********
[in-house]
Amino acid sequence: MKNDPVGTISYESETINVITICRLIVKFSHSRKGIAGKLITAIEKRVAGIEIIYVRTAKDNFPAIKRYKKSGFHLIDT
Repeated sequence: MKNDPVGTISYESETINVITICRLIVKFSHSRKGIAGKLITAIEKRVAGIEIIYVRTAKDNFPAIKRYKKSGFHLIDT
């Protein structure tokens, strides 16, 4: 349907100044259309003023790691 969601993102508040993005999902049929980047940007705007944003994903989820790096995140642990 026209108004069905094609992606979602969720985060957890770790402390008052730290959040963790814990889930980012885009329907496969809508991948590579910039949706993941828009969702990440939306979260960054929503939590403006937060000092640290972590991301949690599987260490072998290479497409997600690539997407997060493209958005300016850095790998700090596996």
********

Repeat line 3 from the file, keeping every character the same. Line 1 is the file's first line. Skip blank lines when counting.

Repeated sequence: MKNDPVGTISYESETINVITICRLIVKFSHSRKGIAGKLITAIEKRVAGIEIIYVRTAKDNFPAIKRYKKSGFHLIDT